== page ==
Both the UK government and the European Commission have recently published guidance for businesses on how to present online standard terms and conditions ("STCs") clearly, to aid consumers' comprehension. The UK guidance - which is based on a review of the academic literature and on modelling of consumer behaviour by the Behavioural Insights Team - is the more substantial piece of work, and may form the basis for future investigations and enforcement.

Both sets of guidance evidence a growing focus not just on what information businesses provide to consumers, but also on how they do so - how traders can increase the salience of key contract terms and mandatory information, whether some information is better provided in graphical rather than text form, and so on.

EU, Recommendations for a better presentation of information to consumers (July 2019)

This short document (available here), seeks to provide practical information on how businesses can clearly and effectively communicate mandatory information to consumers about pricing, rights to return goods, and so on. These information obligations arise under various pieces of EU legislation. The guidance also provides common sense advice on how to communicate STCs, and reminds traders that unilateral changes to STCs are typically not permitted.

The guidance, which has been endorsed by a variety of European trade bodies such as BusinessEurope, EuroCommerce and the Federation of European Direct and Interactive Marketing and facilitated by the Commission, will principally be of interest to online retailers of physical and digital goods. It contains mock-ups of web-pages from different stages of a consumer's online shopping journey, showing the types of information that the authors consider should be displayed at each stage.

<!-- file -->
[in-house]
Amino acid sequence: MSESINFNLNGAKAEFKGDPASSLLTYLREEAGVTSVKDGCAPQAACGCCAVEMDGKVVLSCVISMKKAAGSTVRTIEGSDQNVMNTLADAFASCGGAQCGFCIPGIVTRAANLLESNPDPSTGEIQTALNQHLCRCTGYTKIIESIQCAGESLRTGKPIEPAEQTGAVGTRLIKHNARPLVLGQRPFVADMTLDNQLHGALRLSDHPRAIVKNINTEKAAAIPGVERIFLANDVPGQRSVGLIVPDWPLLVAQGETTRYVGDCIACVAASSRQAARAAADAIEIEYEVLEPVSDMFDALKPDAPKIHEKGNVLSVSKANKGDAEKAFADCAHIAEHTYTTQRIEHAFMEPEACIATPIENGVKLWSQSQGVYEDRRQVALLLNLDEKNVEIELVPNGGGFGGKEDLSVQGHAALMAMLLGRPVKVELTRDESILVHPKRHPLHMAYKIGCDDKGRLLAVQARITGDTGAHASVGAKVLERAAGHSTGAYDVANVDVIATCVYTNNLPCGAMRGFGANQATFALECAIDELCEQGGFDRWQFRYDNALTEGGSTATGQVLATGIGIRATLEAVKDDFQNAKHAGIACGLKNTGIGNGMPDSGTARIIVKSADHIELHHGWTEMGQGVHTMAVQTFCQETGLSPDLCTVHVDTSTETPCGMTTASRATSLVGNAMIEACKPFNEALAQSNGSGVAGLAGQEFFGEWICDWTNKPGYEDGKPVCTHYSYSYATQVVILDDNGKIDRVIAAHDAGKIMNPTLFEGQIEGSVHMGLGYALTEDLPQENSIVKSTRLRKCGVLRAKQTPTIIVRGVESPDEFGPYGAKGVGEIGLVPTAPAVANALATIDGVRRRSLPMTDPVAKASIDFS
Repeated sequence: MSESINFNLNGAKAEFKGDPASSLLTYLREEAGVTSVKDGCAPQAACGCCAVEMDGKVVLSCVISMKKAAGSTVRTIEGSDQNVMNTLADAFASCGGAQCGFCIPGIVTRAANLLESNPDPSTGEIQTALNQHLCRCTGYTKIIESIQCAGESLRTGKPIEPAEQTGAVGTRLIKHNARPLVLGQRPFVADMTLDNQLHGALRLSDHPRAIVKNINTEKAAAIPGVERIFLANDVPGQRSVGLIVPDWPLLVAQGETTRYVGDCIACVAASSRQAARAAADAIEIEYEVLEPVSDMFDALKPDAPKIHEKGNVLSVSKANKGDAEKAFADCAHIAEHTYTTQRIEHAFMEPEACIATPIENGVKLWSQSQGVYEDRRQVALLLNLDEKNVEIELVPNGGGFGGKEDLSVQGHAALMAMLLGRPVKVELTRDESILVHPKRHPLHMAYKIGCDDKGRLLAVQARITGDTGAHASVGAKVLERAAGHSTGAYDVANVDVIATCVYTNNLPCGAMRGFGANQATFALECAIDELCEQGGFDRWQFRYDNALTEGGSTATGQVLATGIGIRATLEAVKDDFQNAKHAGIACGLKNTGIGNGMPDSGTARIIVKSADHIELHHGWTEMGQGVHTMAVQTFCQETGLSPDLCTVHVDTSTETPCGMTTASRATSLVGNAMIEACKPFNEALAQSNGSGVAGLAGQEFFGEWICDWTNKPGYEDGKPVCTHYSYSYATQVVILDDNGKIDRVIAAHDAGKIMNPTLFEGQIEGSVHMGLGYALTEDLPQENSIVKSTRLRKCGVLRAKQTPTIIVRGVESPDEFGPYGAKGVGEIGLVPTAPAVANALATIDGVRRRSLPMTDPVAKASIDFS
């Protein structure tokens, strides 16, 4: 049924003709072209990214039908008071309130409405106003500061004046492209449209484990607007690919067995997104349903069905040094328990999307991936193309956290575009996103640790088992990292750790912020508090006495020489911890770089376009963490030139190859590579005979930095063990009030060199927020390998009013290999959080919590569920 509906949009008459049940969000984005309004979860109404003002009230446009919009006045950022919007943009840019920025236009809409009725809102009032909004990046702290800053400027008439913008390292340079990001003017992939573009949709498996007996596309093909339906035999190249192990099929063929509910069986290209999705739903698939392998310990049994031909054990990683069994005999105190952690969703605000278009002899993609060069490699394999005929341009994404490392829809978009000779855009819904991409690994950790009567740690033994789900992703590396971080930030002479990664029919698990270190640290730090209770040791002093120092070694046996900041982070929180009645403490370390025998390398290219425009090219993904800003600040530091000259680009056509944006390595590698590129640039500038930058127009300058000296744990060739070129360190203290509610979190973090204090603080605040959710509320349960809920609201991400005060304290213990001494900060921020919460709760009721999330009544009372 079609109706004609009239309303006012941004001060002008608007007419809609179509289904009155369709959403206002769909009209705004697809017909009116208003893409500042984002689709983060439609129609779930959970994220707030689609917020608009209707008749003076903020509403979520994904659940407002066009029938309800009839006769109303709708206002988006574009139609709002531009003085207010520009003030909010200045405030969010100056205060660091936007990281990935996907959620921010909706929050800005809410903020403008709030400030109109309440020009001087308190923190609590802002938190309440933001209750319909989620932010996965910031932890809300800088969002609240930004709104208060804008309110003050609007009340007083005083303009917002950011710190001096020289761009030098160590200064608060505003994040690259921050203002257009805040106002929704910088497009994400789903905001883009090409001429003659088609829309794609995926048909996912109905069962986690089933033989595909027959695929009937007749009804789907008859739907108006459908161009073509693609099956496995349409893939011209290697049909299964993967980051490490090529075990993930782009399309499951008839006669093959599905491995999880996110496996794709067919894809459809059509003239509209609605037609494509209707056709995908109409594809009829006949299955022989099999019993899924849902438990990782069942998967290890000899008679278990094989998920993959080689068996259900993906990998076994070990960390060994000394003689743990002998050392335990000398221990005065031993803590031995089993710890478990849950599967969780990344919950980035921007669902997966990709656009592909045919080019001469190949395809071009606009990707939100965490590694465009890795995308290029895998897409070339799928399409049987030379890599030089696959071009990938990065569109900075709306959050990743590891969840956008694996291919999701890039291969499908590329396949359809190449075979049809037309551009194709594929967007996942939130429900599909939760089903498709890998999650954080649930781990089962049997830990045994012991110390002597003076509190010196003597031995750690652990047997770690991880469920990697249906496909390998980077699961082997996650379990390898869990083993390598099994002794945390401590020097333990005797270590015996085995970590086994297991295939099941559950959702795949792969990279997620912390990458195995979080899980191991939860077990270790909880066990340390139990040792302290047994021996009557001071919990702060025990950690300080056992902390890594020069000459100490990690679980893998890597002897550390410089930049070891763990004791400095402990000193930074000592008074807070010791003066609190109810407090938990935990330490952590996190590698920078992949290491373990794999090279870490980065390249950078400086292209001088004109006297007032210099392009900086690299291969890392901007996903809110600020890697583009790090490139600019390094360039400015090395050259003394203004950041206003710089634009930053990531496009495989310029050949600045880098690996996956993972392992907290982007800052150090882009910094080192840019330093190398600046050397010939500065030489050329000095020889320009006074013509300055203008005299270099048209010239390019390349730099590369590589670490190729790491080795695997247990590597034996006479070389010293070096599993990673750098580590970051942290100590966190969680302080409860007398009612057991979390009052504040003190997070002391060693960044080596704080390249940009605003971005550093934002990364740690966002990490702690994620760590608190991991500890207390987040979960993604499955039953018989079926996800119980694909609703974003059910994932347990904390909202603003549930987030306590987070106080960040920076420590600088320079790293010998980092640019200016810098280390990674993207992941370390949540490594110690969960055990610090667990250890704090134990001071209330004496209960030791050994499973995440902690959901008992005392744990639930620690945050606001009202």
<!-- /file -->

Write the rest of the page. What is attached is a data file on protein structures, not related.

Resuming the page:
On a related note, the Commission also recently published comprehensive guidance on the Unfair Contract Terms Directive (available here), which I may need to return to in a future post because it is so long! The recommendations are supposed to help bring this to life.

UK, Contractual terms and privacy policies: how to improve consumer understanding

On 18 July 2019, the Department for Business, Energy & Industrial Strategy (BEIS) published guidance on "evidence-based actions for businesses" that can help improve consumers' understanding of STCs and privacy policies - again, with a focus on digital content. This guidance and its supporting materials (available here) were developed in conjunction with the Behavioural Insights Team ("BIT"), a social purpose company which, in 2014, was spun out of the Cabinet Office's "nudge unit". As you would expect, the guidance is based on behavioural research, including a literature review and new experimental research conducted by the BIT to test consumer reactions to different ways of presenting STCs and privacy policy wording.

The guidance identifies a number of techniques which the authors believe can help consumers understand STCs and privacy policies:

  • displaying key terms as frequently asked questions
  • using icons to illustrate key terms
  • showing terms to customers in a scrollable text box, instead of requiring them to click in order to view them
  • providing information in short chunks at the right time
  • using illustrations and comics
  • telling customers how long it will take to read a policy (provided that it won't take long!)
  • telling customers when it is their last chance to read information before they make a decision.

Evidence on other techniques - such as presenting key terms in a summary table, using simpler language, and shortening key terms and conditions - was said to be more mixed. Some techniques - such as adding emojis to terms - were found to have little or no evidence to back them up.

In the past, behavioural research of this sort has had a strong influence on how UK regulators have investigated and enforced consumer protection rules. For example, research carried out for the Office of Fair Trading ("OFT") in 2010 into how the display of pricing information might influence consumer decision-making was cited in numerous investigations carried out by the OFT and its successor, the Competition and Markets Authority, for many years thereafter. I suspect that the recent BEIS guidance will end up being referred to in future investigations and enforcement by the CMA/Trading Standards, in the same way.

I suspect that the UK guidance will end up being cited in future CMA/Trading Standards investigations and enforcement, in the same way that the December 2010 Advertising of Prices study was for various OFT/CMA investigations that looked at how pricing information was displayed.